Being a financial services company, security is paramount for Legatum. “We wanted a multi-level security architecture and stated with our end-points and then took to our e-mail servers and spam filtering before placing network border monitoring and protections through the use of Blue Coat and the Cisco IPS systems” Legatum currently uses a comprehensive end-point protection suite from Symantec, IPS systems from Cisco and spam filtering solution from IronPort.
Globally, Legatum has around 100 users on its network and two main locations – Dubai and London. Connectivity is provided in the form of internet-based VPNs which connect all the locations. “We did investigate MPLS and as our bandwidth requirements are very high, we couldn’t justify the investment required for a MPLS circuit between Dubai and London, which would have worked out to $ 25000 a month, so our Cisco Architect, Thomas Chalmers, designed and configured the Cisco DMVPN solution over internet links” says Padda.
Legatum’s LAN infrastructure has one gigabit connectivity to the desktop and phones. The company has deployed IP telephony and desktop video conferencing. “We do full HD video conferencing between our locations over the Internet using LifeSize equipment, which we found the most effective solution in the market in terms of bandwidth required. We do HD audio and video calling with just 2 Mbits of bandwidth. Having a converged network is very important to Legatum as it allows us to deliver many services to our colleagues without complications” says Padda. Probably, the only thing that is missing from Legatum’s otherwise redundant IT infrastructure is a second Internet link.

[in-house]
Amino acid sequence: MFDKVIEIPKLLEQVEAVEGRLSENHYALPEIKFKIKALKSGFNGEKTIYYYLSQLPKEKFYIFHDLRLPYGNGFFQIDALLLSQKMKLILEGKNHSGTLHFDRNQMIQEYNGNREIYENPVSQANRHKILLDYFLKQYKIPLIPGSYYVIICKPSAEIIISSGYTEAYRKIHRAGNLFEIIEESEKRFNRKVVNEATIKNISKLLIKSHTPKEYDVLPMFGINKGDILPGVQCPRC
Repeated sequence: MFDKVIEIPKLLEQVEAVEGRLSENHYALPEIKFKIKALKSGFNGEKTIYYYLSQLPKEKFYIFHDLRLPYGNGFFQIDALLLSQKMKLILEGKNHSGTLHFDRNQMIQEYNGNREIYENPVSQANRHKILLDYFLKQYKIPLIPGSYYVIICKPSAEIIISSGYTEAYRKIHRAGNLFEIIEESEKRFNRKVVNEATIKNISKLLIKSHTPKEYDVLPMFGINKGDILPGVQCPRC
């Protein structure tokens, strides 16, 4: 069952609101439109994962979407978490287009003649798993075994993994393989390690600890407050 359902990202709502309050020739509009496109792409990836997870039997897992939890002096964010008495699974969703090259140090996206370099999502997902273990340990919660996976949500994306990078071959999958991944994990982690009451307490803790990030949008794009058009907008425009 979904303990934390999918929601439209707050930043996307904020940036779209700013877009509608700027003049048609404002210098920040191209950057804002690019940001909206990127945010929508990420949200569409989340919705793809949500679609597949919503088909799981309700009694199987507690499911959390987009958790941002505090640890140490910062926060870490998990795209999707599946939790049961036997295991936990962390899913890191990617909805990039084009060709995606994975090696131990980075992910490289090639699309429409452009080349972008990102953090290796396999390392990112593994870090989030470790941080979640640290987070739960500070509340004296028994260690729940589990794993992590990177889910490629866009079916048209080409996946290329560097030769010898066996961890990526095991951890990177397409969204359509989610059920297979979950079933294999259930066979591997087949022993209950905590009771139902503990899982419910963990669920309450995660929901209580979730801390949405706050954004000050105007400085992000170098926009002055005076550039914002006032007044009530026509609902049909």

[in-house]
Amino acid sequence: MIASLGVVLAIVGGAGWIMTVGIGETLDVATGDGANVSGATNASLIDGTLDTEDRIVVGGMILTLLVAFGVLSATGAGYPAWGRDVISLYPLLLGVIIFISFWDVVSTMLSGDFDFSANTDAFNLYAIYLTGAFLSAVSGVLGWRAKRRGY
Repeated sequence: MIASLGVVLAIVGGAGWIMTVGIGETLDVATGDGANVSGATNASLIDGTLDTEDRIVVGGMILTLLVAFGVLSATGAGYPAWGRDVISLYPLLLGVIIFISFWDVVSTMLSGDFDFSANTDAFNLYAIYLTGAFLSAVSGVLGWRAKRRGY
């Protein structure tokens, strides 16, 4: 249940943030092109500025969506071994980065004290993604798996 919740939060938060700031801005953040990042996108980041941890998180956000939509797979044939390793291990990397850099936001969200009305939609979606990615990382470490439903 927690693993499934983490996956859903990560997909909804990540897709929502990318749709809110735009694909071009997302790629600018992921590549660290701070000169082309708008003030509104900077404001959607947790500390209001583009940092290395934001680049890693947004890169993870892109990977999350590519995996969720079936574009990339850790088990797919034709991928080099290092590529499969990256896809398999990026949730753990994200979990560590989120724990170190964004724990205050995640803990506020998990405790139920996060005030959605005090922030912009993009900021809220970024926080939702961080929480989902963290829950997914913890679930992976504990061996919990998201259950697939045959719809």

Given the nature of its business, data storage is another critical element for Legatum, which is provided in the form of a SAN with several terabytes of capacity. “Basically, we don’t delete any data and have backup retention periods up to one year. We even store certain data types for indefinite periods. We do instant flashback up to our second data centre and do a daily backup on tape just to give us peace of mind,” says Padda.
Though Legatum’s IT team is relatively smaller in number, Padda says he likes to encourage cross pollination of IT skills between his team. He has never entertained the option of outsourcing operations to a managed service provider. “Initially, we did look at the managed services model for spam filtering and anti-virus, but we realised we need to manage everything in house for the sake of security and privacy,” says Padda.
Padda says he was quite fortunate to have the management buy-in for all of his projects as they realise the importance and value of IT for Legatum. “We do try to do more with less, we have taken out the nice-to-haves and kept all the must-haves as key objectives and continued to invest even in a downturn.” Now, that is something worth emulating for the other IT decision makers in the region.